In the recent decision of Widdowson v. Rockwell, 2017 BCSC 385, the Supreme Court of British Columbia found the owners of the Cambie Bar & Grill (the “Pub”) and a patron who left the Pub “significantly intoxicated” by alcohol, jointly and severally liable for the severe injuries suffered by the plaintiff. The plaintiff was struck by a truck operated by the patron. The court allocated 25% liability to the Pub for the plaintiff’s injuries.
The patron and his co-workers spent about two hours drinking at the Pub one afternoon. The patron then drove himself and his co-worker from downtown Vancouver to the patron’s home in Port Moody. The patron and his co-worker spent about 30 minutes at the patron’s residence consuming more alcohol. The patron then left his residence to drive his co-worker home at approximately 5:00pm and lost control of his truck and struck the plaintiff. At trial, it was determined that the patron’s blood alcohol content was .334 at 5:00pm.
The issue before the Court was whether the Pub had any legal responsibility for the plaintiff’s injuries.
In British Columbia, commercial host liability is determined by principles of common law, and specifically, the tort of negligence. The court found that the Pub had fallen significantly short of meeting the standard of care required of a commercial host and that the Pub’s conduct was negligent. Mr. Justice Kent set out several standards of conduct that could apply as a matter of common sense, including, but not limited to, adequate monitoring by employees, inquiring as to whether patrons are driving and ensuring employees know the signs of intoxication. However, Justice Kent also noted that the standard of care expected of a commercial host will, in large part, be governed by the particular circumstances of each case.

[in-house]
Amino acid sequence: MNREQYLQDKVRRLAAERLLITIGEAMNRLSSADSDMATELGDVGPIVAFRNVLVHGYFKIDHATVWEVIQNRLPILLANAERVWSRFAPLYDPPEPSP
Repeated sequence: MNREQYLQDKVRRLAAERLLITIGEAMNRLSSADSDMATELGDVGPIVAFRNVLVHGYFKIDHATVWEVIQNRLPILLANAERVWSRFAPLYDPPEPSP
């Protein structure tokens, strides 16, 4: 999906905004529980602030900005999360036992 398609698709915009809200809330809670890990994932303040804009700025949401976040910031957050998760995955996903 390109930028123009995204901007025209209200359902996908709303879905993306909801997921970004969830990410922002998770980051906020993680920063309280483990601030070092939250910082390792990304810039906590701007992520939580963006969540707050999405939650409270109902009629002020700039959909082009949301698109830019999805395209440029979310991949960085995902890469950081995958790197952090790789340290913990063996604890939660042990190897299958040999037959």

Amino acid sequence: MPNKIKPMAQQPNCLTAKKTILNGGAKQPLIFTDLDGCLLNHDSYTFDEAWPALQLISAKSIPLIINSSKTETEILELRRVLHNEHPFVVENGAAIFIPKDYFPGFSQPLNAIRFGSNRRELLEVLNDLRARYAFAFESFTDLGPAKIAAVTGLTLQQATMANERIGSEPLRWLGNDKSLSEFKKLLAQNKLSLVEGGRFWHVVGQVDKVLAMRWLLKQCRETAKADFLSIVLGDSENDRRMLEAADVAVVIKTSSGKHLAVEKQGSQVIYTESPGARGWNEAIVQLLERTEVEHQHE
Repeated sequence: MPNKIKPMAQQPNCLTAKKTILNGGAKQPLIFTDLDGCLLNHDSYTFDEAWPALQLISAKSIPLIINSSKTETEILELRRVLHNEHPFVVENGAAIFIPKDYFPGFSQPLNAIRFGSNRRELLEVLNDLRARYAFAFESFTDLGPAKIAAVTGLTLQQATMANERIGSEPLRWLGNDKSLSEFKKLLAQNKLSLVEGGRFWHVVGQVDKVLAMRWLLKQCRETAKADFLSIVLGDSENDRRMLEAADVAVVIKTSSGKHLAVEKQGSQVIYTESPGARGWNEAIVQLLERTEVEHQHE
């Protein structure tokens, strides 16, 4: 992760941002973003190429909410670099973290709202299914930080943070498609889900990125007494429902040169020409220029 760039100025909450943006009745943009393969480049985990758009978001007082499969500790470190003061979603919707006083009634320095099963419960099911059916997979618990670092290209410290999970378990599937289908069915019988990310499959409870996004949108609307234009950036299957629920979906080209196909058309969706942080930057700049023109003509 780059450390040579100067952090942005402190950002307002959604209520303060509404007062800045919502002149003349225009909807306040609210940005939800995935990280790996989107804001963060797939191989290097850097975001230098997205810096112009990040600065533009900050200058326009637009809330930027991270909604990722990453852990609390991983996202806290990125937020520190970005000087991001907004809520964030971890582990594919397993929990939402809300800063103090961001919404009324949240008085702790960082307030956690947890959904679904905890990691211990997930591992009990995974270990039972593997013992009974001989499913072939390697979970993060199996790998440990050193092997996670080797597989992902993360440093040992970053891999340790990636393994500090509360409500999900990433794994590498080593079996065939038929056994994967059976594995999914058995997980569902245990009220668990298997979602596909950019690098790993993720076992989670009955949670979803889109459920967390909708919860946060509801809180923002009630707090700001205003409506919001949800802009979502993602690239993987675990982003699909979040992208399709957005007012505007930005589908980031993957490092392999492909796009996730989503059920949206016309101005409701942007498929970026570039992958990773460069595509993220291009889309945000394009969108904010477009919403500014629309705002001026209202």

The Pub argued that their duty of care had ended when the patron arrived safely at his residence. After applying causation principles, Justice Kent rejected the Pub’s argument and provided, in part, as follows:
Ought it really matter whether the pub-induced intoxication triggers a fall while walking home as opposed to a fall once the drunken patron has successfully crossed the threshold into his house? Does it make any sense that liability can be imposed for alcohol-caused injury to third parties before arrival at home but not if same injury occurs after leaving the home a few minutes later?
Justice Kent did note that the delivery of an intoxicated patron into the hands of a sober and responsible person might arguably permit the elimination of otherwise indeterminable liability. However, Justice Kent did not substantively address that issue as it did not occur.
The decision underscores how important it is for insurers to consult with the restaurants and bars they insure to confirm that the restaurants and bars have reasonable systems in place to allow them to meet the standard of care of a commercial host. This decision obviously highlights the consequences of a commercial host failing to meet its standard of care.